1.4 Ensure no root user account access key exists. (Automated)
1.5 Ensure MFA is enabled for the “root user” account. (Automated)
1.6 Ensure hardware MFA is enabled for the “root user” account. (Automated)
1.7 Eliminate use of the root user for administrative and daily tasks. (Automated)
1.8 Ensure IAM password policy requires a minimum length of 14 or greater. (Automated)
1.9 Ensure IAM password policy prevents password reuse. (Automated)
1.10 Ensure multi-factor authentication (MFA) is enabled for all IAM users that have a console password. (Automated)
1.11 Do not set up access keys during initial user setup for all IAM users that have a console password (Manual)
1.12 Ensure credentials unused for 90 days or greater are disabled. (Automated)
1.13 Ensure there is only one active access key available for any single IAM user. (Automated)
1.14 Ensure access keys are rotated every 90 days or less. (Automated)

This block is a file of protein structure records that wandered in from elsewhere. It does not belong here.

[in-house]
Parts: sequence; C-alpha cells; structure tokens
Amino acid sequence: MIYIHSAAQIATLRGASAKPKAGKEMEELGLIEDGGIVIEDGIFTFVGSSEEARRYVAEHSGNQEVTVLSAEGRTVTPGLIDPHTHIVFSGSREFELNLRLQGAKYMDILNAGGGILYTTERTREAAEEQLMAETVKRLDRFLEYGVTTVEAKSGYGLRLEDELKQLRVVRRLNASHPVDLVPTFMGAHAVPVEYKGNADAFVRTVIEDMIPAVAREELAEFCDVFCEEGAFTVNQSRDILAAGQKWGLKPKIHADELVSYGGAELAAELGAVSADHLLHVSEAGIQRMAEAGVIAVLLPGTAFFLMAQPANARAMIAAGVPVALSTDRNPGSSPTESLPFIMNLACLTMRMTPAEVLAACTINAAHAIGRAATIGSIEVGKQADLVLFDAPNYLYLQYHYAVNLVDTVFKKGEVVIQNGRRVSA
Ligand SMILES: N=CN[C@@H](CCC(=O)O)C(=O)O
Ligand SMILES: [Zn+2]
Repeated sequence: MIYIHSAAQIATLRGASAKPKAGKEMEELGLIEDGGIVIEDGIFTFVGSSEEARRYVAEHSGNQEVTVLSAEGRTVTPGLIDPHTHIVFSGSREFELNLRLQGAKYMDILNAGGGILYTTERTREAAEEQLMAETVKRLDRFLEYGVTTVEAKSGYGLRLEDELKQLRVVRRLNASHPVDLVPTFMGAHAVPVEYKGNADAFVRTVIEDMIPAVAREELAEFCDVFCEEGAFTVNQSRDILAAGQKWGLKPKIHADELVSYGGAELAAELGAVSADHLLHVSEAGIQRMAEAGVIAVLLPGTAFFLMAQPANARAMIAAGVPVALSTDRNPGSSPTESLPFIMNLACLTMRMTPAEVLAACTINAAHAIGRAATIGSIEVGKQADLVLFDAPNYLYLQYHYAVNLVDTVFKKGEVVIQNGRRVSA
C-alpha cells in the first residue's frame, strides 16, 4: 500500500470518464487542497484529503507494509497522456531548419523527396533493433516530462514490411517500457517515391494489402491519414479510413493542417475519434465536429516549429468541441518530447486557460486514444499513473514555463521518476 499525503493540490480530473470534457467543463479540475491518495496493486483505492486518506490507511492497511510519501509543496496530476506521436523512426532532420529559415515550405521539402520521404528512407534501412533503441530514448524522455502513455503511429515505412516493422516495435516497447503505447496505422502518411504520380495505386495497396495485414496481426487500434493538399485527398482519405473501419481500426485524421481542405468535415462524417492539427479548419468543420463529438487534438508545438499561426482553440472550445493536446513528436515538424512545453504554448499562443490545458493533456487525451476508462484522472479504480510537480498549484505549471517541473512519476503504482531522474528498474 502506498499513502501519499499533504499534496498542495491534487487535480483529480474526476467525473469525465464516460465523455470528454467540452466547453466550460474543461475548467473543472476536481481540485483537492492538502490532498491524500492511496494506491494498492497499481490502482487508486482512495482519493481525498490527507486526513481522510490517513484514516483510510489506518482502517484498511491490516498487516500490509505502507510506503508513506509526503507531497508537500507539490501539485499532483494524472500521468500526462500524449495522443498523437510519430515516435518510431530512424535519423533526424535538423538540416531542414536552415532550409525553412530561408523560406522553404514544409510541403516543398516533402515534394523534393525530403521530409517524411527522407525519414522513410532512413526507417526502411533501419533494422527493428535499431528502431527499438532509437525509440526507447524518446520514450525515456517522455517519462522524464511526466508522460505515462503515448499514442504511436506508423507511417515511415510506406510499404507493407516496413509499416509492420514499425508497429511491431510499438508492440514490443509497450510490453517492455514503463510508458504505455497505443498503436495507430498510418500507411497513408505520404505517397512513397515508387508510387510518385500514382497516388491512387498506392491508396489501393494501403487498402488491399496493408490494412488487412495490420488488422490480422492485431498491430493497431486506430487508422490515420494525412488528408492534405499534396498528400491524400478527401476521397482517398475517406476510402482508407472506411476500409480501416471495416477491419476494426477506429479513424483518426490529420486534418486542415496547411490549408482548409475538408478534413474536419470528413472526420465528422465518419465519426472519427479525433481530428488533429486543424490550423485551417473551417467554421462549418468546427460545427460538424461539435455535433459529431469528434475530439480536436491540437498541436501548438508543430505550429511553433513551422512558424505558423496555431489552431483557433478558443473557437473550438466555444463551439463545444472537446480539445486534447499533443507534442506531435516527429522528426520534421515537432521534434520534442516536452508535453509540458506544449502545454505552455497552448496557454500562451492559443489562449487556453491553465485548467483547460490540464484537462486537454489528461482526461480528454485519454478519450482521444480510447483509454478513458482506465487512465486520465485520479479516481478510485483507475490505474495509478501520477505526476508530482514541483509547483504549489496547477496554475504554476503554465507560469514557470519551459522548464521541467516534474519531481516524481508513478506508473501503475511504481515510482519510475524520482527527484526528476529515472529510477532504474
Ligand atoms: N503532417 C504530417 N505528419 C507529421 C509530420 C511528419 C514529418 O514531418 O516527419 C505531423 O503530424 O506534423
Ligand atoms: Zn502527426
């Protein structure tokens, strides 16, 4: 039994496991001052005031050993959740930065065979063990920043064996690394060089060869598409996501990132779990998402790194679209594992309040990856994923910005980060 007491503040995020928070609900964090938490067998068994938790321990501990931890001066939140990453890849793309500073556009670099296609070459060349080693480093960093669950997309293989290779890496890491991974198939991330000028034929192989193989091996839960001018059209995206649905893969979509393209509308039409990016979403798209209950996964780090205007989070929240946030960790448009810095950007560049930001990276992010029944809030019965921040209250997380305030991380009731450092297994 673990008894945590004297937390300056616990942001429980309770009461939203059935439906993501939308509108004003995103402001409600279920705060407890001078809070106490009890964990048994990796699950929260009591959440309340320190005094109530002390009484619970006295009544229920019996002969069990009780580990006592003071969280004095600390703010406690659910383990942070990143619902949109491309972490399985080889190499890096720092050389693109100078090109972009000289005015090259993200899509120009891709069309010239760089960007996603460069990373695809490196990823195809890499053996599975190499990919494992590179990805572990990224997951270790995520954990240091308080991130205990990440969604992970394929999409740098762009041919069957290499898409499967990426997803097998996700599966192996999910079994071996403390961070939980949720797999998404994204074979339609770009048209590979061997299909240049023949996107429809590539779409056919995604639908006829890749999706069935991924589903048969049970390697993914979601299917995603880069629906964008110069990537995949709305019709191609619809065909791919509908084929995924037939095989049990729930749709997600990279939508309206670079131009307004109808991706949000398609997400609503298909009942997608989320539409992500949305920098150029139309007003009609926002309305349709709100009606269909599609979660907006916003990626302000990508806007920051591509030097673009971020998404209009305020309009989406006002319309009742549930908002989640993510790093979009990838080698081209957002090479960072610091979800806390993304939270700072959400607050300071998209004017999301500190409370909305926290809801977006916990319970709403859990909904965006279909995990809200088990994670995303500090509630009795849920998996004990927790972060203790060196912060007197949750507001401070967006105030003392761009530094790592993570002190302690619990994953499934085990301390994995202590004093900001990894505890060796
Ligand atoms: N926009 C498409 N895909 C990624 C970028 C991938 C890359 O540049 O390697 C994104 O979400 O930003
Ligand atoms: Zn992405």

1.15 Ensure IAM users receive permissions only through groups. (Automated)
1.16 Ensure IAM policies that allow full “*:*” administrative privileges are not attached. (Automated)
1.17 Ensure a support role has been created to manage incidents with AWS Support. (Automated)
1.18 Ensure IAM instance roles are used for AWS resource access from instances. (Manual)
1.19 Ensure that all the expired SSL/TLS certificates stored in AWS IAM are removed. (Automated)
1.20 Ensure that S3 Buckets are configured with ‘Block public access (bucket settings)’. (Automated)
1.21 Ensure that IAM Access analyzer is enabled. (Automated)
1.22 Ensure IAM users are managed centrally via identity federation or AWS Organizations for multi-account environments. (Manual)
2. Storage
2.1 Simple Storage Service (S3). Ensure all buckets employ encryption-at-rest and the policy allows HTTPS requests. (Manual)
2.2 Elastic Compute Cloud (EC2). Ensure EBS volume encryption is enabled. (Manual)
3. Logging
3.1 Ensure CloudTrail is enabled in all regions. (Automated)
3.2 Ensure CloudTrail log file validation is enabled. (Automated)
3.3 Ensure the S3 bucket used to store CloudTrail logs is not publicly accessible. (Automated)
3.4 Ensure CloudTrail trails are integrated with CloudWatch Logs. (Automated)
3.5 Ensure AWS Config is enabled in all regions. (Automated)